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September 24, 2012 | Chris Dufresne
Five things to watch this week in college football. 1: UCLA fans need to erase that easy "W" they had penciled in for the Sept. 29 game at Colorado. What looked like a picnic at Pikes Peak should be filled with some trepidation now that UCLA is the team coming in after a loss and Colorado is the team coming in after a win. 2: The Big Ten, which has been sliding from national relevancy since No.1 Ohio State and No.2 Michigan met in 2006, could use a pick-me-up showdown after last weekend's poor group effort.
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SPORTS
April 26, 2014 | By Chris Foster
UCLA quarterback Brett Hundley was a bit flustered, something opposing defenses might not be able to cause this fall. Asked how the college football world will greet the Bruins when they return for August training camp, Hundley said, "Great question. With open arms?" Hundley turned serious, "That's a tough question to answer because what I expect is different from what everyone else will expect of us. " Actually, not so much. The bar will be set high for UCLA entering the 2014 season … in the locker room and in the public's eye. "We definitely should be considered as a big-time program," said linebacker Myles Jack.
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SPORTS
August 18, 2012 | Chris Dufresne
The Big 12 is thrilled to welcome in West Virginia and is betting the Mountaineers fit like a cork in a jug. The Big East demanded $20 million in early-exit fees from West Virginia as it reminded everyone the school's early nickname was "the Snakes. " Conference realignment has become a combat sport, but out of the Shenandoah Valley this too shall pass. The Big East named a new commissioner this week as it tries to regain its bearings. West Virginia hired a new travel agent as it readies for trips to Lubbock, Stillwater and Ames.
SPORTS
April 22, 2014 | By Eric Sondheimer
When it comes to best senior receiver in Southern California this fall, the college football recruiters are saying that Equanimeous St. Brown of Anaheim Servite is No. 1. UCLA is the latest to offer the 6-foot-5 St. Brown, joining USC, Notre Dame, Arizona State, Colorado, Stanford and Tennessee, among others. St. Brown caught 42 passes for 725 yards and six touchdowns as a junior. Eric.sondheimer@latimes.com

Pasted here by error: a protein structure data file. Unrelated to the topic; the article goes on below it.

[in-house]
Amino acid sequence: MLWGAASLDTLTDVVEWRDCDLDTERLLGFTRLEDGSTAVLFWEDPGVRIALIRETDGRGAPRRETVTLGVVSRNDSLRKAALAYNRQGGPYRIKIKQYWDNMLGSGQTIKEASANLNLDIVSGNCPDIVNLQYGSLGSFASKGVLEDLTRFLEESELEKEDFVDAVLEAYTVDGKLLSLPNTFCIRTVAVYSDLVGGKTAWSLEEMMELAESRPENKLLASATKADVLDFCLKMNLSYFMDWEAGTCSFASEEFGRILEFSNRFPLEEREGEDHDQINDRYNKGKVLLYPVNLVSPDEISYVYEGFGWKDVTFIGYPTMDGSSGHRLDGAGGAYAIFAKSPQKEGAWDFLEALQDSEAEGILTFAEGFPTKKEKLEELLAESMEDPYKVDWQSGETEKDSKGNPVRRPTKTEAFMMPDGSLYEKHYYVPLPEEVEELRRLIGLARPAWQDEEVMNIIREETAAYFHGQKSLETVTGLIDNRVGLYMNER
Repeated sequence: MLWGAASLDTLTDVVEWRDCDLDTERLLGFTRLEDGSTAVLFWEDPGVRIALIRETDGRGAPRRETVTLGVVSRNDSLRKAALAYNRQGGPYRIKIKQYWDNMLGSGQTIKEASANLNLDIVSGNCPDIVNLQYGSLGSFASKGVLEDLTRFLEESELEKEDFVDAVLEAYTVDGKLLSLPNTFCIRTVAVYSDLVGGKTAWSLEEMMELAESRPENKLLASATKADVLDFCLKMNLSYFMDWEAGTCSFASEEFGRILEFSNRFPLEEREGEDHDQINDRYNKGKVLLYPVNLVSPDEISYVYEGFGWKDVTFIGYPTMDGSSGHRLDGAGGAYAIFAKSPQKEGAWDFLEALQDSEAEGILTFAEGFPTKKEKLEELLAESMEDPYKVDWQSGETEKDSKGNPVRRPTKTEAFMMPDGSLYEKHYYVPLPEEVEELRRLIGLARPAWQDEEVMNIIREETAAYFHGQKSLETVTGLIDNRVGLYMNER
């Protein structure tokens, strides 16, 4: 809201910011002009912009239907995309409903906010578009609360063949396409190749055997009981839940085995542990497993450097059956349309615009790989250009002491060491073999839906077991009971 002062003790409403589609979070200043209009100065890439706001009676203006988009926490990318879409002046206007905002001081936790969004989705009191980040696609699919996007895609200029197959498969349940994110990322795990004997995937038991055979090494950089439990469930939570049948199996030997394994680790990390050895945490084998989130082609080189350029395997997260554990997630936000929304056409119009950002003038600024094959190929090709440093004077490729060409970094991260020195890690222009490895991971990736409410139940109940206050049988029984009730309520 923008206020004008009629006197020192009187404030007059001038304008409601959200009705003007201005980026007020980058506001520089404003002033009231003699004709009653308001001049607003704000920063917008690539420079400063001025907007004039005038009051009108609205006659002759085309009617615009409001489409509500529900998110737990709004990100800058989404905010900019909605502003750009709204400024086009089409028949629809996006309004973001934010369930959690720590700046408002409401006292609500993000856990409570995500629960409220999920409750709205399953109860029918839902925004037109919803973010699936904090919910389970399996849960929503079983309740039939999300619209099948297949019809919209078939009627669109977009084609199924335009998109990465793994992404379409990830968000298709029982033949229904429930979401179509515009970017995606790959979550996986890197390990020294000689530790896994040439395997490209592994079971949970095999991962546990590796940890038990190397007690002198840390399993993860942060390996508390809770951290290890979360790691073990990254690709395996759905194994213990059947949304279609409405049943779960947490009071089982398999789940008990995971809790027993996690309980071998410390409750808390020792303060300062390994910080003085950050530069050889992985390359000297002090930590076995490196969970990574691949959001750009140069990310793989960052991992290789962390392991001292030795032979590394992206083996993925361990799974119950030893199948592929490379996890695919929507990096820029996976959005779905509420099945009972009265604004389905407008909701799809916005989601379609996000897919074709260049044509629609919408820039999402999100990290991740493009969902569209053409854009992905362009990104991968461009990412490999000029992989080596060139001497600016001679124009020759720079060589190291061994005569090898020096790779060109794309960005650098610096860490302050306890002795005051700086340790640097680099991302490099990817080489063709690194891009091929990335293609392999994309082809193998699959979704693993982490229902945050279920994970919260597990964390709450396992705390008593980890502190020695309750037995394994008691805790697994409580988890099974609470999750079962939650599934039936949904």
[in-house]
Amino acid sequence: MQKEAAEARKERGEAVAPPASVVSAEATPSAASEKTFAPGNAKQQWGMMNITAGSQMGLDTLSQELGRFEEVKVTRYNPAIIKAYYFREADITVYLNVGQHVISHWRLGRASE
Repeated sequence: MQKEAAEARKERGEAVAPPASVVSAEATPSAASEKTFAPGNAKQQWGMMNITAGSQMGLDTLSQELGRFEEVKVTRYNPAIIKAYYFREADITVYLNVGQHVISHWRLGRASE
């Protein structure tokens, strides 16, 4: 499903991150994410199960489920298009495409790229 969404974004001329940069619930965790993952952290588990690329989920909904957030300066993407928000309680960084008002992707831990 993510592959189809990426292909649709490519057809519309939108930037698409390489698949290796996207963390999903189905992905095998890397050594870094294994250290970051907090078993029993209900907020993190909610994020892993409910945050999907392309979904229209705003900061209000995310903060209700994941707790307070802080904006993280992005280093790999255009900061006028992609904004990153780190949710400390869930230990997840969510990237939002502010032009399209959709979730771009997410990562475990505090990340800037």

SPORTS
October 20, 2011 | Chris Dufresne
Break out the chips and cold drinks, but let Chris Dufresne handle the remote. Each Friday, The Times' national college football writer handicaps what's worth watching, and skipping, on Saturday's menu of games: MORNING No. 6 Oklahoma State (6-0) at Missouri (3-3) 9 a.m., FX Excitement meets disappointment on the prairie in a game that will be in the peripheral vision of St. Louis Cardinals fans absorbed in the World Series. Oklahoma State is in the thick of title contention, opening at No. 4 in the first Bowl Championship Series standings, and Missouri is trying to pick up the pieces after a 2-3 start.
SPORTS
September 18, 2010 | Chris Dufresne
It was not a day to play nice. With two precious national title game spots up for bid, and so many voters to impress, the schools taking this season seriously got serious Saturday. Top-ranked Alabama said "put up your dukes," but Duke couldn't. The Crimson Tide rolled into Durham and recorded a basketball score in the den of the defending NCAA hoops champions. The 62 points Alabama scored against Duke, which contributed 13, were the most the team has scored in 19 years.
SPORTS
November 20, 2010 | Chris Dufresne
Unbuckling the mailbag: Question: Why wasn't Oregon punished for a close win like Texas Christian was? Michael Keith Wells Branch, Texas Answer: Because Ducks are higher on the food chain than Horned Frogs. Major college contenders always get the benefit of the doubt versus "non-AQ" schools. It's the performance mulligan you earn for playing in one of the top conferences ? and it's fair. What's not fair is to say schools such as Boise State and TCU get free rides because they play in weaker conferences.
SPORTS
April 20, 2014 | Eric Sondheimer
College football recruiters have their GPS devices powered on as they begin visiting high schools to evaluate players over the next month. Let me provide a few suggestions on players who have been overlooked so far. Maybe they don't fit a height-weight requirement. Maybe they were injured last season. Maybe they don't participate in seven-on-seven all-star passing tournaments. Maybe they play multiple sports. Whatever the reason for not receiving early buzz, these players will be standouts in the fall, and it's far more relevant how someone performs in a real game compared with how they look running around a red cone.